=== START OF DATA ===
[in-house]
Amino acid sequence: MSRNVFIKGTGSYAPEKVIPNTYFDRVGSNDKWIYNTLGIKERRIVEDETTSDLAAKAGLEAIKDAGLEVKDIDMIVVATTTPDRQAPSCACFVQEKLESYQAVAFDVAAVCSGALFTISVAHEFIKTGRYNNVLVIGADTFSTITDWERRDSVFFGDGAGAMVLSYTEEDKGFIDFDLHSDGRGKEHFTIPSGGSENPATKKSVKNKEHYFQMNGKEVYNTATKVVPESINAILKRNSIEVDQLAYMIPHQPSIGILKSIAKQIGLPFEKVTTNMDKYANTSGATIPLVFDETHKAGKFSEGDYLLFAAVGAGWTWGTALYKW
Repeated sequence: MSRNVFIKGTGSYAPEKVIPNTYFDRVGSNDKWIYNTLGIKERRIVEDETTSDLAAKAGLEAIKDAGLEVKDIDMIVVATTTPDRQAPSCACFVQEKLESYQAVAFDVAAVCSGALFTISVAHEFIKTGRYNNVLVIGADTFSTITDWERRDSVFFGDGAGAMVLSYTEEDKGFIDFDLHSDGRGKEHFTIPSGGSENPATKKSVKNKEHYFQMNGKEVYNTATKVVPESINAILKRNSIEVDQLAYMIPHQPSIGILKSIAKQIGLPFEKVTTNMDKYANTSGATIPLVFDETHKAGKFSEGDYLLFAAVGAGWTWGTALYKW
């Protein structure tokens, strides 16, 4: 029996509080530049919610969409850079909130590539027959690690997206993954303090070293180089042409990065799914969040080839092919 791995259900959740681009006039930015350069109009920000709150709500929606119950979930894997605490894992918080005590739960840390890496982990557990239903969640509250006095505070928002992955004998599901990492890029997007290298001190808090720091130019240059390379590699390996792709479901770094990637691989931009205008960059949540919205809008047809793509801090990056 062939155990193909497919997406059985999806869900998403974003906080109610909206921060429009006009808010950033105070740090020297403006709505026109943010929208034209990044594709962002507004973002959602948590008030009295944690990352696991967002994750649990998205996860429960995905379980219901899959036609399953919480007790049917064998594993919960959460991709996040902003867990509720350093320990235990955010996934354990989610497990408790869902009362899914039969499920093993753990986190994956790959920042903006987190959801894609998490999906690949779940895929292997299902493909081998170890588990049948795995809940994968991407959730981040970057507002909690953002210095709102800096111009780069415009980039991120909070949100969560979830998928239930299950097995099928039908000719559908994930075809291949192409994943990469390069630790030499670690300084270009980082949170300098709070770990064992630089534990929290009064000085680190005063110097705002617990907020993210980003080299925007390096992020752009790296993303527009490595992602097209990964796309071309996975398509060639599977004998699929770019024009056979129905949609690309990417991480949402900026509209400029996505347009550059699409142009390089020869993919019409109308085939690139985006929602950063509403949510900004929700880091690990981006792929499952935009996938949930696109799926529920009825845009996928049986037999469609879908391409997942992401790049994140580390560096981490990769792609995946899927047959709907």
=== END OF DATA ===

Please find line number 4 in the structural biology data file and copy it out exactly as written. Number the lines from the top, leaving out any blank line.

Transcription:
């Protein structure tokens, strides 16, 4: 029996509080530049919610969409850079909130590539027959690690997206993954303090070293180089042409990065799914969040080839092919 791995259900959740681009006039930015350069109009920000709150709500929606119950979930894997605490894992918080005590739960840390890496982990557990239903969640509250006095505070928002992955004998599901990492890029997007290298001190808090720091130019240059390379590699390996792709479901770094990637691989931009205008960059949540919205809008047809793509801090990056 062939155990193909497919997406059985999806869900998403974003906080109610909206921060429009006009808010950033105070740090020297403006709505026109943010929208034209990044594709962002507004973002959602948590008030009295944690990352696991967002994750649990998205996860429960995905379980219901899959036609399953919480007790049917064998594993919960959460991709996040902003867990509720350093320990235990955010996934354990989610497990408790869902009362899914039969499920093993753990986190994956790959920042903006987190959801894609998490999906690949779940895929292997299902493909081998170890588990049948795995809940994968991407959730981040970057507002909690953002210095709102800096111009780069415009980039991120909070949100969560979830998928239930299950097995099928039908000719559908994930075809291949192409994943990469390069630790030499670690300084270009980082949170300098709070770990064992630089534990929290009064000085680190005063110097705002617990907020993210980003080299925007390096992020752009790296993303527009490595992602097209990964796309071309996975398509060639599977004998699929770019024009056979129905949609690309990417991480949402900026509209400029996505347009550059699409142009390089020869993919019409109308085939690139985006929602950063509403949510900004929700880091690990981006792929499952935009996938949930696109799926529920009825845009996928049986037999469609879908391409997942992401790049994140580390560096981490990769792609995946899927047959709907």